Director Garth Davis could have taken on a less ambitious feature film debut than “Lion.” The movie took him through India and Australia with stars Dev Patel, Nicole Kidman and newcomer Sunny Pawar, who was just 5 years old at the time he was cast and knew no English.
Then, Davis also had to consider the real people involved in the story. The movie is based ona 35-year-old Indian-Australian man who, at the age of 5, found himself lost in Calcutta, 1,000 miles away from his village in central India. Brierley was adopted by an Australian couple, and as an adult he embarked on an epic journey to find his birth mother.
Davis’ effort paid off, though -- he was just. He talked to CBS News about how he and his team found Sunny Pawar, the pressures of working with a real-life story and how the real family reacted when they saw the film.
How did you get connected to “Lion”?
I was at the Sundance Film Festival with my last series, “Top of the Lake,” and the producers stumbled across an article in the press when Saroo had just found his mother in India and that brought my attention to the article. I fell completely in love with the story. It was decided I’d have to get it made into a movie.
I know you worked with the real Saroo Brierley. How did that change things for you?
Obviously, telling a true story, you have to respect the people it’s about, and I spent a lot of time meeting all of the real life people -- not just Saroo, but his mother and his Indian birth mother -- and trying to retrace as many of their steps as possible so I could really understand it emotionally, spiritually and intellectually as well. It was a really profound experience. I became very close with the family.
Did that put a lot of pressure on you to get things “right”?
Yes, a lot of pressure, but I felt that I had given it a lot of time. I felt like I could tell a story. I felt like I was the right person to do it.
It’s a huge saga, so obviously you had to cut a lot of pieces, which must have been hard since it’s a true story. What was most important for you to convey in the film?
I mean for me, it was probably that I really wanted to make sure Sue [Saroo Brierley’s adoptive mother] was fully developed in the film because really the triangle of the movie -- the two mothers and Saroo -- is what held the movie, but I wanted to make sure it wasn’t just about Saroo finding home. It was also about the intimate relationships these characters held together, so I thought that was really important to protect.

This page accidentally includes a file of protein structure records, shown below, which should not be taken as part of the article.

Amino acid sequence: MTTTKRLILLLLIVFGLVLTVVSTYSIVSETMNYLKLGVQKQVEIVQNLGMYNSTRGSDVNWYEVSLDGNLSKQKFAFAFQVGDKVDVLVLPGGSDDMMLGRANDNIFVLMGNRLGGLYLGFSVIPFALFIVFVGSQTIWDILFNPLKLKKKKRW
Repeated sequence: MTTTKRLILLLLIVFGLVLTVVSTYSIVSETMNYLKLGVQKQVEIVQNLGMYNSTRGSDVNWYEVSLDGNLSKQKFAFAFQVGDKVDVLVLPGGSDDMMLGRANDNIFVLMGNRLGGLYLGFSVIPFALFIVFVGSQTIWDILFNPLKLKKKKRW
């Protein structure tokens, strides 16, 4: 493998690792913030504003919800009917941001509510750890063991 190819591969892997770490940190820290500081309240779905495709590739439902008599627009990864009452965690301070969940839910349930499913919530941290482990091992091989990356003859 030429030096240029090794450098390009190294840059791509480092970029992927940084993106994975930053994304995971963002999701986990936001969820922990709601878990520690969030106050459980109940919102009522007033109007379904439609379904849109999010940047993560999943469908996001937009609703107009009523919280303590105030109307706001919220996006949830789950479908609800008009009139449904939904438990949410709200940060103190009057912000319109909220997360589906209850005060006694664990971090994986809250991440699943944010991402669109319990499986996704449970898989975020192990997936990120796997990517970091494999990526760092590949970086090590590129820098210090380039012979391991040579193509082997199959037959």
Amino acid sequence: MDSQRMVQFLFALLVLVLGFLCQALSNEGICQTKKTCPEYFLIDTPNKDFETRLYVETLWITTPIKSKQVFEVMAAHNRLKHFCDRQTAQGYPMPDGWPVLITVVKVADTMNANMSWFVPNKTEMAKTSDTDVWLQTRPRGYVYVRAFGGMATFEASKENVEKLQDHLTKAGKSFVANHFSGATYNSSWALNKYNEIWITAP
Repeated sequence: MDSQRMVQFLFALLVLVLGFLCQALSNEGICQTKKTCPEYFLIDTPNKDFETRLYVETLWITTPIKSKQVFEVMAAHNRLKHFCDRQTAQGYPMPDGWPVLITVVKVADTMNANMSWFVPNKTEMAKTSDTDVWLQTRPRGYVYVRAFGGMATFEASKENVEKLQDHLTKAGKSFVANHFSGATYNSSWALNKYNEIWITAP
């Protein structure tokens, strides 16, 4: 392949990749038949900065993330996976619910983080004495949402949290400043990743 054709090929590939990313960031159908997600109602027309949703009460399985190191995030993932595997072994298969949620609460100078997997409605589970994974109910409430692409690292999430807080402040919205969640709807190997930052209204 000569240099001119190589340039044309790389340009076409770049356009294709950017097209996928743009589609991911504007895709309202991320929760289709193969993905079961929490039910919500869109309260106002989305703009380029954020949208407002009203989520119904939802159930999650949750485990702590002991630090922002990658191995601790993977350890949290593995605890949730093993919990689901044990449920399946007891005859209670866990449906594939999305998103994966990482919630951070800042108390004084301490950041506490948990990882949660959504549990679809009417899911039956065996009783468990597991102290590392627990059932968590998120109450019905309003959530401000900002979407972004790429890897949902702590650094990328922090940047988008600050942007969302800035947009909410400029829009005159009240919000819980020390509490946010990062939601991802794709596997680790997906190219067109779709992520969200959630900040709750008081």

How did you find Sunny Pawar?
We had a casting agent in India looking for four to five months in three cities, and they looked at thousands and thousands of kids, narrowed that to a few hundred and I went over to India with my casting agent and acting coach and met the Indian casting team and did acting workshops in those three cities and from that we narrowed the search down and one day there he was, a needle in the haystack.
How did you know he had that x-factor? What about him spoke to you?
Well you know, it’s my job really, to have a very strong instinct for talent before it’s been realized, so I could sense the kid had all the qualities he needed and you could get it out of him. I just felt that just being with him, I just felt like it was Saroo and I really felt like he trusted me and we could do that together.
He’s so young, and has such a major part. What were the challenges of working with a child?
He was 5 and a half years old, so he’s incredibly young and anybody in film knows it’s almost a miracle what we pulled off. We just took it very seriously. We didn’t take it for granted. We did a lot of prep and had a lot of great people. We never worshiped the child. We kicked him at ground level and never made him feel extra-special. And we tried to keep it as fun as possible, and I think that approach allowed him to do some really beautiful work.
Did the real people who inspired the characters get to see the film?
We did a private screening in Sydney and the three of them [Saroo, his adoptive mother and his biological mother] were there and I could hear the critics lolling around and I was in the projection booth and I saw the three of them just hugging each other and they didn’t stop for half an hour.
I mean, it was a huge thing for them to see the film and see their lives and sit back and recognize how strong and amazing it is. I think despite all the hardships, it really moved them and i know Saroo’s father said to him, “I didn’t really quite understand just what you went through when you were on the streets until I saw that movie,” so it was really interesting.